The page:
descends. Duple pattern in accompaniment emphasizes the new meter.

3:57 Variation 13
Change to brighter E major. Much calmer mood. Clarinet and oboe alternate simple
phrases. Duple pattern in accompaniment continues, supplemented by long rising
arpeggios in the strings.

4:36 Variation 14
Trombones enter with chordal, hymnlike sound. Short rising arpeggios in the strings
are the only accompaniment.

5:17 Variation 15
Brass and winds continue rich chordal sound, with fuller string arpeggios, as in
Var. 14. Descending line in flute, slows to a halt.

A section [The return of the A material is bold and dramatic. The faster tempo has renewed
drive and energy after the contemplative B section.]

18 (29) 6:03 Variation 16

Repeat of the original statement of the theme, only joined in measure 4 by searingly
high violins descending a scale. Back to E minor and 4.

6:16 Variation 17
String tremolos crescendo and decrescendo while winds emphasize beats 2 and 3 of
the 4 meter.

6:27 Variation 18
String tremolos continue while winds and brass exchange a jumpy figure that builds
in a rising melody.

6:40 Variation 19
f; new staccato articulation as strings and winds alternate bold eighth-note

6:53 Variation 20
Staccato figure builds in intensity, using faster triplet rhythm.

YUDKMC10_272-317hr2 17-01-2007 12:44 Page 307


7:05 Variation 21
Swift ascending scales in strings, ending with accented notes, alternate with brass
unison attacks rising in pitch.

7:18 Variation 22
p; syncopated quarter notes, creating a two-against-three feeling, are exchanged
with staccato triplet figures.

7:30 Variation 23
Suddenly f; theme in French horns, triplet figures build in strings and winds,
ending in eighth notes moving by leaps.

19 (30) 7:44 Variation 24

With its accents on beat 2, this variation recalls Var. 1 but is much more forceful,
with heavy accents.

7:59 Variation 25
Here the soft melody of Var. 2 returns, now frenzied in intensity through the loud
volume and string tremolos. Emphasis on beat 2 continues with brass and timpani
repeated notes.

8:12 Variation 26
The staccato quarter notes of Var. 3 are smooth and rich here, in the French horns,
then moving to the oboes.

8:25 Variation 27
Sustained chords in the high winds, with smooth arpeggios rising and falling in the
violas and cellos.

8:40 Variation 28
Sustained melody in winds becomes more active; faster arpeggios rise to violins and

8:53 Variation 29
Rising two-note figures in flutes, accompanied by syncopated string offbeats; ends
with stepwise violin melody.

9:07 Variation 30
Suddenly f; accented quarter notes, with offbeats; slight slowing and ever wider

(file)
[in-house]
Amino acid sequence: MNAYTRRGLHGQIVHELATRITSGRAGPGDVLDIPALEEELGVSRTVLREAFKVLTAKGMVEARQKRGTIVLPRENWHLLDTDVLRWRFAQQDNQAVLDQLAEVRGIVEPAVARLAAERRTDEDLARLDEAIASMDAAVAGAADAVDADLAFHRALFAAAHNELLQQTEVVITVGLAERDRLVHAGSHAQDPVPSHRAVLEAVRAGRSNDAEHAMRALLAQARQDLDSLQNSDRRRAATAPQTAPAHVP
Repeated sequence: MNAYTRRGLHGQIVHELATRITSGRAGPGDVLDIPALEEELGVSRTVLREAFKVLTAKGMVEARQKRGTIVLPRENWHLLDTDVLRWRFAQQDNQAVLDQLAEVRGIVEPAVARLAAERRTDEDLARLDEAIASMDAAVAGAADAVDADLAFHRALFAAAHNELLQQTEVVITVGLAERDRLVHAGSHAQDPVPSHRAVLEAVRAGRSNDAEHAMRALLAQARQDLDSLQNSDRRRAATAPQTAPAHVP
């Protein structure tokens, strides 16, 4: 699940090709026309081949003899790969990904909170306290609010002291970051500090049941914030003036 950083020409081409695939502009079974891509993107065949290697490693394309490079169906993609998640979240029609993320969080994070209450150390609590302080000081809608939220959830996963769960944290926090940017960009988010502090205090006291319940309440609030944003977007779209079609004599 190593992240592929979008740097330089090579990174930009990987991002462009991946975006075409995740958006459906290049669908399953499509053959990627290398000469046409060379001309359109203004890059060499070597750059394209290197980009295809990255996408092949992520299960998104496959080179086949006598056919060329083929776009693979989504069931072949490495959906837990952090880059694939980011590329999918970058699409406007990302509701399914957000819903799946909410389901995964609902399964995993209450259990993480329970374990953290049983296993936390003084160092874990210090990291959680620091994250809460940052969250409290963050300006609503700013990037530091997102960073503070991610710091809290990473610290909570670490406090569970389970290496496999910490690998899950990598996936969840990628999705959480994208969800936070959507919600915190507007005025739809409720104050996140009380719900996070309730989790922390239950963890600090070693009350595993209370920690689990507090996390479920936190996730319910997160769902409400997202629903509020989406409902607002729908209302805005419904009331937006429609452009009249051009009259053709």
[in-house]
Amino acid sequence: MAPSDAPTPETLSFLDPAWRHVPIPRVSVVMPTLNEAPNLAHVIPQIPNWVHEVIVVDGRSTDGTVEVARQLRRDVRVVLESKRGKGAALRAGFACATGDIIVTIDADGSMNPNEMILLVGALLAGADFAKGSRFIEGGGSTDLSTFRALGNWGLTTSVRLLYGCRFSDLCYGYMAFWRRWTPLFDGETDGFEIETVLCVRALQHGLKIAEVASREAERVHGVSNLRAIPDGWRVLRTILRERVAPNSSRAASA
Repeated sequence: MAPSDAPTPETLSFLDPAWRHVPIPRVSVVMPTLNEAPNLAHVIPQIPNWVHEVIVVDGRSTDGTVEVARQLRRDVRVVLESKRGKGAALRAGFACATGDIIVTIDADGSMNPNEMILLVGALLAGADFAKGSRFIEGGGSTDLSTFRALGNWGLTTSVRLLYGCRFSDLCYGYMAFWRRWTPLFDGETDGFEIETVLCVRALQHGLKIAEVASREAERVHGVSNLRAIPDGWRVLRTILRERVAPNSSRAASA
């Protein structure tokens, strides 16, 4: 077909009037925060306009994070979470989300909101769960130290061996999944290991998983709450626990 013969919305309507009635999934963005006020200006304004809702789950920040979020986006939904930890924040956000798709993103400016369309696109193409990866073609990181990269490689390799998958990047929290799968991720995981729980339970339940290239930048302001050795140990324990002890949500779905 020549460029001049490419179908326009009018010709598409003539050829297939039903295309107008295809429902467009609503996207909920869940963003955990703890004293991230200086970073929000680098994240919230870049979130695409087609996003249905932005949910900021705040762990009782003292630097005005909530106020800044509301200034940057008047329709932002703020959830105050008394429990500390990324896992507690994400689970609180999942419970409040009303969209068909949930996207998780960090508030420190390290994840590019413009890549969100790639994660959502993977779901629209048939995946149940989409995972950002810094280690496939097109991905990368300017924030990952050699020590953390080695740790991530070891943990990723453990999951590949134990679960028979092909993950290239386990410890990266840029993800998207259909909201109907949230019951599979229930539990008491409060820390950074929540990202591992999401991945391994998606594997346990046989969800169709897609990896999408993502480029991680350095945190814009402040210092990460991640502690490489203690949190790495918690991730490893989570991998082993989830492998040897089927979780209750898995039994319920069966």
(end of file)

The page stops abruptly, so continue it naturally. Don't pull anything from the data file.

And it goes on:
leaps in the violins; four additional measures outside of the theme move us into
the Coda.


20 (31) 9:29 Based on melodic outline of theme; increasing tempo; high violin line accompanied
by driving arpeggios and tremolos; two-note exchanges between high and low.

9:51 Trombones with two accented, compressed statements of the theme melody,
punctuated by strings.

9:59 Violins crescendo; winds play theme statements answered by orchestra; strings and
winds in a syncopated statement of the theme; vigorous descending arpeggios
weight the concluding chords.

YUDKMC10_272-317hr2 17-01-2007 12:44 Page 309


(1896), Tosca (1900), and Madama Butterfly (1904), said: Write operasmind you, only operas! And I
three of the most popular operas in the entire reper- have obeyed the supreme command.
tory. They are all cast in the new verismo (realist) mode
of opera. La Bohme tells the story of a group of poor Puccinis Music
students and artists living in Paris; Tosca contains Puccinis music never fails to stir the strongest emo-
scenes of attempted rape, murder, execution, and sui- tions. His senses of timing, drama, and poignancy were
cide; and Madama Butterfly describes the pathetic perfect, and he was able to set a scene or a mood with
death of a devoted Japanese geisha girl. But all three are just a few phrases of music. His melodies soar, and the
also full of life, love, and passion. vocal lines are buoyed up on waves of orchestral sound.
Puccinis next opera, La fanciulla del West (The Girl A trademark of his style is the doubling or even tripling
of the Golden West, 1910), was given its premiere at the of the vocal lines by the orchestra, especially in the
Metropolitan Opera House in New York. This is Puc- strings, so that the voices gain an almost luminous
cinis American opera, set in the Wild West, with intensity. Puccini also wrote fresh and modern har-
saloons, guns, and a manhunt. For the premiere, the monies, with some strong dissonances and unexpected
great Arturo Toscanini was the conductor, and the chord progressions, and these serve to heighten the